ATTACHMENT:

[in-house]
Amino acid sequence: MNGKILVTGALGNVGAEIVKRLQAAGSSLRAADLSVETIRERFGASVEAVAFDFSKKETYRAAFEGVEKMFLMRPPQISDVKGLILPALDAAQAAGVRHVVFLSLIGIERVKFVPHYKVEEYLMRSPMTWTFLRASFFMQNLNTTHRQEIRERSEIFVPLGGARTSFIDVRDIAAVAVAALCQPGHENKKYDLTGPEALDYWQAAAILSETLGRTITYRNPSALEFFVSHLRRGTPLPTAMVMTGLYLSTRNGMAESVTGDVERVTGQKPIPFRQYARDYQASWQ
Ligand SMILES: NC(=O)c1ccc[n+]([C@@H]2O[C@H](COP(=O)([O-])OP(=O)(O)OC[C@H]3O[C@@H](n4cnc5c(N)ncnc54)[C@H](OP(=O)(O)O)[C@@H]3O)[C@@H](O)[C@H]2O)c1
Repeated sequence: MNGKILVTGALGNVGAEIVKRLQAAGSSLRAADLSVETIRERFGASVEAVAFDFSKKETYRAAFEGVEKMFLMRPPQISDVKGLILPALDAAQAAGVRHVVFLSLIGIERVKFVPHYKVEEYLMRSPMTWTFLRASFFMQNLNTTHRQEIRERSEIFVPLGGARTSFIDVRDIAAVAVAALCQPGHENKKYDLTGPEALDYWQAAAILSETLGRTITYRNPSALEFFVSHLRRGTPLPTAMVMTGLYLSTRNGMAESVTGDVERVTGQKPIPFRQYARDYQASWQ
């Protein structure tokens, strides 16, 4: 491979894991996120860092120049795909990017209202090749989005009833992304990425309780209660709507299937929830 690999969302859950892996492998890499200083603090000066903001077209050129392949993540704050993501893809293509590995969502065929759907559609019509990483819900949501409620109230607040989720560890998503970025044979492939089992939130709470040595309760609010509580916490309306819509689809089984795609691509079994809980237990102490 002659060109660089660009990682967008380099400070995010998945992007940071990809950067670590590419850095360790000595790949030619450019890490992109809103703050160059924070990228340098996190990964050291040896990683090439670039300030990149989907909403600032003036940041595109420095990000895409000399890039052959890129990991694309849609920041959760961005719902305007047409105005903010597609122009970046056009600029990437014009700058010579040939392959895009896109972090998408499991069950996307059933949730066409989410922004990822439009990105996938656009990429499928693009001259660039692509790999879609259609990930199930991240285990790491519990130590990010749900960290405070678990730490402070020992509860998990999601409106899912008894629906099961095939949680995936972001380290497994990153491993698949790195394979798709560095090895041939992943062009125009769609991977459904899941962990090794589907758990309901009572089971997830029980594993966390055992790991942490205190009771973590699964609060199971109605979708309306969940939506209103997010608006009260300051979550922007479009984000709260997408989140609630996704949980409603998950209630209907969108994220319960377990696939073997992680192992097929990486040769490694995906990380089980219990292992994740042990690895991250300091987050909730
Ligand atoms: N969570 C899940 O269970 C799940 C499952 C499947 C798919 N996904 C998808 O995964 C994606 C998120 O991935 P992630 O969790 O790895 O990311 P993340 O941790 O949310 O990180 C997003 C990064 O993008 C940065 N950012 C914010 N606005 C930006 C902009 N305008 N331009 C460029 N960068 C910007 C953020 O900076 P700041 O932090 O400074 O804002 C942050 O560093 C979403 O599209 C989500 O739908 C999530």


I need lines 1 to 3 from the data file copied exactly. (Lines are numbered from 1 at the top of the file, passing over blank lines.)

[in-house]
Amino acid sequence: MNGKILVTGALGNVGAEIVKRLQAAGSSLRAADLSVETIRERFGASVEAVAFDFSKKETYRAAFEGVEKMFLMRPPQISDVKGLILPALDAAQAAGVRHVVFLSLIGIERVKFVPHYKVEEYLMRSPMTWTFLRASFFMQNLNTTHRQEIRERSEIFVPLGGARTSFIDVRDIAAVAVAALCQPGHENKKYDLTGPEALDYWQAAAILSETLGRTITYRNPSALEFFVSHLRRGTPLPTAMVMTGLYLSTRNGMAESVTGDVERVTGQKPIPFRQYARDYQASWQ
Ligand SMILES: NC(=O)c1ccc[n+]([C@@H]2O[C@H](COP(=O)([O-])OP(=O)(O)OC[C@H]3O[C@@H](n4cnc5c(N)ncnc54)[C@H](OP(=O)(O)O)[C@@H]3O)[C@@H](O)[C@H]2O)c1